'Fleecehold': Estate rent charges and the hidden issues

I received an enquiry a few weeks ago from a freeholder who was distressed as she had received a large bill from the management company employed to recover the estate rent charges for the maintenance of the communal area and facilities surrounding her property. The freeholder felt that the estate charges were disproportionately high and she wanted to know if there was any legal route available to challenge the bill.


An estate rent charge imposes a charge on the land which can be enforced to secure the obligation by the freeholder to pay towards the cost of maintaining the estates communal area and facilities surrounding the property. The freeholder can feel as though they are being fleeced as they have no option but to pay, hence the term: 'Fleecehold'. It should be noted that the obligation to pay is also directly enforceable against any future purchasers of the property.


When purchasing the freehold these charges will be set out in the Deed of Transfer which places a duty on owners to contribute to estate charges, alternatively the estate rent charge may form part of the purchase contract. Estate rent charges are typically more prevalent on newly built estates which have freehold houses situated on them as the developers of these properties may have been granted planning permission from the Local Authority on the condition that they provide public open spaces and make provision for their upkeep. The costs of the upkeep are then passed onto property owners.


A Residents’ Management Company (RTM) may be set up to manage the upkeep of the communal areas and facilities or the RTM can employ a managing agent to act on its behalf. Alternatively, the developer can retain ownership and can carry out the maintenance directly or through a managing agent.


The common complaint about estate rent charges by freeholders is that they are high, uncapped and unregulated.


Challenging Estate rent charges?


Unfortunately a freeholder has limited rights to challenge the level of charges and the standard of service provided. This can be contrasted with a leaseholder's statutory right to challenge the reasonableness of rates and management standards via an application to the First Tier Property Tribunal.


At present the options available to a freeholder is to bring Court proceedings, however it is very rare for actions to be brought as the Court has a very limited role under s2(5) of the Rentcharges Act 1977 in assessing the reasonableness of any charges raised.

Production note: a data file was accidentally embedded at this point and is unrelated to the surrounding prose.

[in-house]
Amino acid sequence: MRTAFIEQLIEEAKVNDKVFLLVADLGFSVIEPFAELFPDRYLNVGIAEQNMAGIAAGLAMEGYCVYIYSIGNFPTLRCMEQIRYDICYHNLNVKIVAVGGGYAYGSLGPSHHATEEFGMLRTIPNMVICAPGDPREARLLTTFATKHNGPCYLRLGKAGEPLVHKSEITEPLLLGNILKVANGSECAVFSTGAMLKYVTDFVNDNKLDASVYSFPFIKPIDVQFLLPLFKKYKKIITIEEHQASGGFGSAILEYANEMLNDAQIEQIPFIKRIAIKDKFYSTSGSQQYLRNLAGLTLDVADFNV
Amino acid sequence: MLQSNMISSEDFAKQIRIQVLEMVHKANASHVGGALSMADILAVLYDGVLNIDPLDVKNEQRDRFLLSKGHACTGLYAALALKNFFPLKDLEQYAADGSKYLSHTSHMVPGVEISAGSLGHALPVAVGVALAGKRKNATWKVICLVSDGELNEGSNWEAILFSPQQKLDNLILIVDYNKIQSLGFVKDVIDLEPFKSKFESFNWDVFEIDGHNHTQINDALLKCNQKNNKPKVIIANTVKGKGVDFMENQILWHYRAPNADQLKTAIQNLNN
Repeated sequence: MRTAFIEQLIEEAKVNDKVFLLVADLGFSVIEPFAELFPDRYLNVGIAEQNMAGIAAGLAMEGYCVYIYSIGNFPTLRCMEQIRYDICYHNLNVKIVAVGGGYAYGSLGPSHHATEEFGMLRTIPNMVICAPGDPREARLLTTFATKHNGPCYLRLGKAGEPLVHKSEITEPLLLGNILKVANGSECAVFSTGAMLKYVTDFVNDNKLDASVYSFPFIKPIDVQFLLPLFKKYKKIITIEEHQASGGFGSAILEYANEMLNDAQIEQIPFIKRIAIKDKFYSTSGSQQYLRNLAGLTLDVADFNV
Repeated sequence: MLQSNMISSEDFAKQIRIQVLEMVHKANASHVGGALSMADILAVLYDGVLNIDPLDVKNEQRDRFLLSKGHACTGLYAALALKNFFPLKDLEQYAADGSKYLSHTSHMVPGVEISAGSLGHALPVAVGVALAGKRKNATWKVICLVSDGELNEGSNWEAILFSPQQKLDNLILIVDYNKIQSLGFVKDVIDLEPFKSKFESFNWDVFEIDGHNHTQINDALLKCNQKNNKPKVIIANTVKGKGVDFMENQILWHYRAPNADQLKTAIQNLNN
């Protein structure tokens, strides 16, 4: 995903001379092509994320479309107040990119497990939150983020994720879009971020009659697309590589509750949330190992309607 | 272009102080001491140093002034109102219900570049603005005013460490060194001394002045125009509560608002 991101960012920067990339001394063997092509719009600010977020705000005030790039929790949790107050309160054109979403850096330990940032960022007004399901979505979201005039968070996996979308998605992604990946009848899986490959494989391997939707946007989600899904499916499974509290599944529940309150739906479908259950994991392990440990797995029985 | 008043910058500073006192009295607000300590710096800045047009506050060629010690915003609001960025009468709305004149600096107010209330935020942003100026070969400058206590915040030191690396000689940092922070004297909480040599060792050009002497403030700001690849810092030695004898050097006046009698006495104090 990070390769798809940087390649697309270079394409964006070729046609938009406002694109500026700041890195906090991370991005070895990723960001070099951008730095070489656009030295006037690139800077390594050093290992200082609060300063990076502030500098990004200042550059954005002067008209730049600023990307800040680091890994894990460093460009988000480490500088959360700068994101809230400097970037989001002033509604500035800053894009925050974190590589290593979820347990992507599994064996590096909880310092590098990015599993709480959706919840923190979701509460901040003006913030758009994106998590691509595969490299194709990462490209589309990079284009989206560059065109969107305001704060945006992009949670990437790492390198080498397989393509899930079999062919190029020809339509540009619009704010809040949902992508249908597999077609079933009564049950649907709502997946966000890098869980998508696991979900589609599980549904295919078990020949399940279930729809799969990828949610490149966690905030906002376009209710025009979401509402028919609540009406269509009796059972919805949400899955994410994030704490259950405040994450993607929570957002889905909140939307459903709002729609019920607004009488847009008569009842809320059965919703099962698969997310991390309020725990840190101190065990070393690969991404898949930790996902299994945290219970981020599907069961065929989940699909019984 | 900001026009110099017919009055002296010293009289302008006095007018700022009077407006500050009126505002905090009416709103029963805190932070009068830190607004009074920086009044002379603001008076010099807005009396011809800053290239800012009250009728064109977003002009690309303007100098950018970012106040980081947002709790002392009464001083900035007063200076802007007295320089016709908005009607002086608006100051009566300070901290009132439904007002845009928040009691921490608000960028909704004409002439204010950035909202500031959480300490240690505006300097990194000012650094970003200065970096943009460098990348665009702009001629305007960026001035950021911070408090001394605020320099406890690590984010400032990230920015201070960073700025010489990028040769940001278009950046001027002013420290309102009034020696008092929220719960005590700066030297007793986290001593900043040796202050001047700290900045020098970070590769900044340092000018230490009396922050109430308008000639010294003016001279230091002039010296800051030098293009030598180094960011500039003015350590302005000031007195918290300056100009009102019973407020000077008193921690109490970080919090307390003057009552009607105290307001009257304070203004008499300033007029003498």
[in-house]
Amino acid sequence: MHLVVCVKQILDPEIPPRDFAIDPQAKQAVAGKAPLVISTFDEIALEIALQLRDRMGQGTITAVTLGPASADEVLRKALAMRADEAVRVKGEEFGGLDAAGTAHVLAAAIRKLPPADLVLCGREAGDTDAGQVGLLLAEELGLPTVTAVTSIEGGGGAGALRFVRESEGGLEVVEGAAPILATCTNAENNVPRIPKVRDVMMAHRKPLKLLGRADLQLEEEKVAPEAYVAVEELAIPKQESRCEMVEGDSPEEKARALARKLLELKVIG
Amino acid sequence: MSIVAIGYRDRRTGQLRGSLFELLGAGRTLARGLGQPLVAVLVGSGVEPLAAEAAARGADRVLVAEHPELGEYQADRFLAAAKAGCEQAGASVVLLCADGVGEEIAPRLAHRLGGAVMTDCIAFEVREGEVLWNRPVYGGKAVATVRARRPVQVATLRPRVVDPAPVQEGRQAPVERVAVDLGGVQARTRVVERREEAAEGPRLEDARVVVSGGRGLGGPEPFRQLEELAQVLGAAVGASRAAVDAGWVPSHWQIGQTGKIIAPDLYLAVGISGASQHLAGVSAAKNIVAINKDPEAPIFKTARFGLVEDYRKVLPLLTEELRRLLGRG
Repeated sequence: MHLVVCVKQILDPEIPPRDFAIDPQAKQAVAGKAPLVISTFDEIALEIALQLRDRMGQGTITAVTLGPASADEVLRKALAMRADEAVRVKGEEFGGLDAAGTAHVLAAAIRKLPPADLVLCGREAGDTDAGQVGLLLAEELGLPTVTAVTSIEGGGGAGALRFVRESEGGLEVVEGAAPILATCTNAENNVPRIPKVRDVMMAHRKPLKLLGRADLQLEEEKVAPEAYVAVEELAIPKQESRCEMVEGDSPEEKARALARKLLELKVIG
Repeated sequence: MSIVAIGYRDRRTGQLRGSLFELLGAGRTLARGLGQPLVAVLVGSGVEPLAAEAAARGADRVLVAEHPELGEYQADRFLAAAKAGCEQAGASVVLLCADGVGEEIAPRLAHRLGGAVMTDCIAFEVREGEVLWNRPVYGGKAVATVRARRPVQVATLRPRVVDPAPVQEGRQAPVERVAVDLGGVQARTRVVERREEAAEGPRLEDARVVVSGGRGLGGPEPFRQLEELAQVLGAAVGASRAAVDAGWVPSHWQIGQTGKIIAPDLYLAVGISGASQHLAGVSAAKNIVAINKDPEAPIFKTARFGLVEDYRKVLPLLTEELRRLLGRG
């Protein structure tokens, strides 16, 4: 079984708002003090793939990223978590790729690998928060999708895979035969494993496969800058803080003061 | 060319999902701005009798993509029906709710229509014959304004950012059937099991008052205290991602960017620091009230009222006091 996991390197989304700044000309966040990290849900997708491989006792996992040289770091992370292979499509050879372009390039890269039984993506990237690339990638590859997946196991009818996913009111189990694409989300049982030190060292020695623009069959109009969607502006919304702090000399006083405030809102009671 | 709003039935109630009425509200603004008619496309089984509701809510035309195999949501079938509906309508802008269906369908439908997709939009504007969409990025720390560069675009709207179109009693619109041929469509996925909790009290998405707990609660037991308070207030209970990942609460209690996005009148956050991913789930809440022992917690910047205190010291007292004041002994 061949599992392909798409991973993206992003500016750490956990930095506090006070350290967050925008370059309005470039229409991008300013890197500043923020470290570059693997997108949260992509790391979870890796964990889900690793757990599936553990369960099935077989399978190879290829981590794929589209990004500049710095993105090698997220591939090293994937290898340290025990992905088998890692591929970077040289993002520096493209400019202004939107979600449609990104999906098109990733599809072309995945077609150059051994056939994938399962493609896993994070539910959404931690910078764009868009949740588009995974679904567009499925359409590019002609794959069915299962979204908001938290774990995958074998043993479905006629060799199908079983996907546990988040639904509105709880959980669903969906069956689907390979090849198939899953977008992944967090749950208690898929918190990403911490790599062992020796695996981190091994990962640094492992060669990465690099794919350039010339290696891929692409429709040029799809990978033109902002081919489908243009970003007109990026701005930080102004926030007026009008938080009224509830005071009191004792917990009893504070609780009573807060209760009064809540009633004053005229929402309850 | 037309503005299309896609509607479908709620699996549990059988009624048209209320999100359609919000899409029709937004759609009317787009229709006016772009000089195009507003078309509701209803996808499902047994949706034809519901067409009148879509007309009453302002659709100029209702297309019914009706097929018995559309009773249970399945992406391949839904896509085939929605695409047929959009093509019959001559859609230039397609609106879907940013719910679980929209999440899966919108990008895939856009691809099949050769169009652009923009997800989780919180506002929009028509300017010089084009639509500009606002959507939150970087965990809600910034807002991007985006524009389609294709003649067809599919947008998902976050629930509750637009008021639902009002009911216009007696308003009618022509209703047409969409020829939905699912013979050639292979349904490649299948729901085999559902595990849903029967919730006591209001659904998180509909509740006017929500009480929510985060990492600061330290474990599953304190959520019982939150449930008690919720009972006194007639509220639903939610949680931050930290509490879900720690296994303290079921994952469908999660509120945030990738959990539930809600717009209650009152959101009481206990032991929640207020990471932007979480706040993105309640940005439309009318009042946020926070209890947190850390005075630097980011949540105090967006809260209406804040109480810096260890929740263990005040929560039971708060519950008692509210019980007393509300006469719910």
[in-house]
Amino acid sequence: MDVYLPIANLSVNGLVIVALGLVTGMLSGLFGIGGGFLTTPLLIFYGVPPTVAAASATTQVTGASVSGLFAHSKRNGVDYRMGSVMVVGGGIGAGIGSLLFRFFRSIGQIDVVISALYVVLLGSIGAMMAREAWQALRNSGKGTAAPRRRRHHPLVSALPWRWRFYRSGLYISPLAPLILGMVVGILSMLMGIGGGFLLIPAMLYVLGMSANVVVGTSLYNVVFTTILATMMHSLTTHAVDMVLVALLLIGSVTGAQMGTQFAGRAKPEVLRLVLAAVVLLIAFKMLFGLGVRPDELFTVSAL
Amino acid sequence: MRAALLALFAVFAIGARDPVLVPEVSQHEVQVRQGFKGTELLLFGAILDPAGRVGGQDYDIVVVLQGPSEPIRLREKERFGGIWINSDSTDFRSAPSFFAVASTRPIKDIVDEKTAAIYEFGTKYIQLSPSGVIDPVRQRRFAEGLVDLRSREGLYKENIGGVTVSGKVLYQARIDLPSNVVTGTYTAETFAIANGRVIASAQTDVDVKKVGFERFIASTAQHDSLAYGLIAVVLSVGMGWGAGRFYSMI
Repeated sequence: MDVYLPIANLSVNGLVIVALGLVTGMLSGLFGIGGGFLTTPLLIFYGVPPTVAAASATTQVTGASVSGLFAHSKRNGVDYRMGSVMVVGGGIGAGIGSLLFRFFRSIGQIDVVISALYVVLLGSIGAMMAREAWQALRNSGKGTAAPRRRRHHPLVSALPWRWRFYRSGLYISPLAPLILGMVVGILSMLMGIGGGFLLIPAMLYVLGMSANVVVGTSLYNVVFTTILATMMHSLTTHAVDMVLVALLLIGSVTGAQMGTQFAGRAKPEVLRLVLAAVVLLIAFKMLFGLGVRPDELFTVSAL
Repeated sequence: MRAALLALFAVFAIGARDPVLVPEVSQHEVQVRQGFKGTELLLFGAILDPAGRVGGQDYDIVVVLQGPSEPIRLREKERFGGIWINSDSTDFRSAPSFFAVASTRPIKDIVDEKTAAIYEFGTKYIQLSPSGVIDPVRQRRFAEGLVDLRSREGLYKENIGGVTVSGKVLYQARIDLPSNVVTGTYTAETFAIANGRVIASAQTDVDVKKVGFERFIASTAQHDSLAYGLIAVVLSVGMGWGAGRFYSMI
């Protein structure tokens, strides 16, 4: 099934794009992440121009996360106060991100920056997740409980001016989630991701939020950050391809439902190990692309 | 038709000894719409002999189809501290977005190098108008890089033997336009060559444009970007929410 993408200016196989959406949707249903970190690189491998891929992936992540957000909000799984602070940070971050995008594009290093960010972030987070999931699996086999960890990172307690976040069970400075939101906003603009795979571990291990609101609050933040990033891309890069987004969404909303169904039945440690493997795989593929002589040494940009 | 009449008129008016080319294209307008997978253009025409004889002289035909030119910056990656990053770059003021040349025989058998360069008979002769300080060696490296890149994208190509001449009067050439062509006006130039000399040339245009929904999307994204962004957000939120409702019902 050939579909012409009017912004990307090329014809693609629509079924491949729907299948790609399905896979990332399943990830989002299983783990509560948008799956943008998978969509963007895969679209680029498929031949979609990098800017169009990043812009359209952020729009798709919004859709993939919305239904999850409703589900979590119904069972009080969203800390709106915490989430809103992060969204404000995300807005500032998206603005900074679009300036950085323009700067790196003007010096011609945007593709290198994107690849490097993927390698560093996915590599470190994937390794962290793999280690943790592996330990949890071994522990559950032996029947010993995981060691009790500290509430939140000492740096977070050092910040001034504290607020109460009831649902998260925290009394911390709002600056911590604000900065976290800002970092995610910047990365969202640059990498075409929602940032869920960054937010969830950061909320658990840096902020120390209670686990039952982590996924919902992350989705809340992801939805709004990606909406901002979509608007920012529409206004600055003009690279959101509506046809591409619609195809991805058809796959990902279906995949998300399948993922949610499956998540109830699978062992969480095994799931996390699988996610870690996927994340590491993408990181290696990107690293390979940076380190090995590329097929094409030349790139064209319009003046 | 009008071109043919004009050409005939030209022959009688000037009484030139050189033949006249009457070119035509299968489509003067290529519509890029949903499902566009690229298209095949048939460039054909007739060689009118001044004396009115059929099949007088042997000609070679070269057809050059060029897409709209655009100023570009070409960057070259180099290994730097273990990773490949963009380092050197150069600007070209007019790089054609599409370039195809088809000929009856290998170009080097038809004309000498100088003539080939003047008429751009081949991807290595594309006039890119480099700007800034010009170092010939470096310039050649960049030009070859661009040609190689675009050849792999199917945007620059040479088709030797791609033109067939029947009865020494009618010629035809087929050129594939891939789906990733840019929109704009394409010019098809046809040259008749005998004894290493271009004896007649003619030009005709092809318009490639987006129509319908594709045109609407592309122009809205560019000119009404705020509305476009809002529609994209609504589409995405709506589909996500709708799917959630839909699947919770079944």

If the estate rent charge is collected by a managing agent the freeholder can make a complaint to the Government Redress Scheme (subject to exhausting the internal complaints procedure). All property and managing agents providing property management services in the course of business are required by law to be members of a Government Redress Scheme [1]

There are two Government Redress Schemes:

· The Property Redress Scheme

· The Property Ombudsman


The Government Redress Schemes have the power to make an award to the complainant ranging from an apology, explanation, reimbursement of financial loss or a compensation sum for inconvenience and distress up to a maximum of £25,000. Any compensation payment will be calculated based on demonstrable loss or costs and will take into account any degree to which the complainant has contributed to the failure or loss suffered.


What are the consequences of non-payment?


If a freeholder disputes the charges and the charge is unpaid for 40 days the management company has the power (unless the term is expressly excluded) to take possession of the property, lawfully exclude the owner and grant a lease to a trustee. Section 121 of the Law of Property Act 1925.


Proposed reforms


The Government has considered this vexatious issue on a number of occasions and confirmed that they are committed to:

  • Legislating to give freeholders on private and mixed tenure estates equivalent rights to leaseholders to challenge the reasonableness of estate rent charges reproducing the relevant provisions in the Landlord and Tenant Act 1985.

  • Introduce a right for freeholders to apply to the First-Tier Tribunal to appoint a new manager to manage the provision of services covered by estate rent charges reproducing the relevant provisions of the Landlord and Tenant Act 1987.

Whilst the proposed reforms are eagerly awaited by freeholders, the legislation will only be brought forward once Parliamentary time allows. This is disappointing news for those currently affected by high estate rent charges, however where possible freeholders should consider if the actions of the managing agent constitutes grounds for complaint and would be advised to pursue this option in the interim.


If you are affected by high estate rent charges and require assistance please get in touch here.


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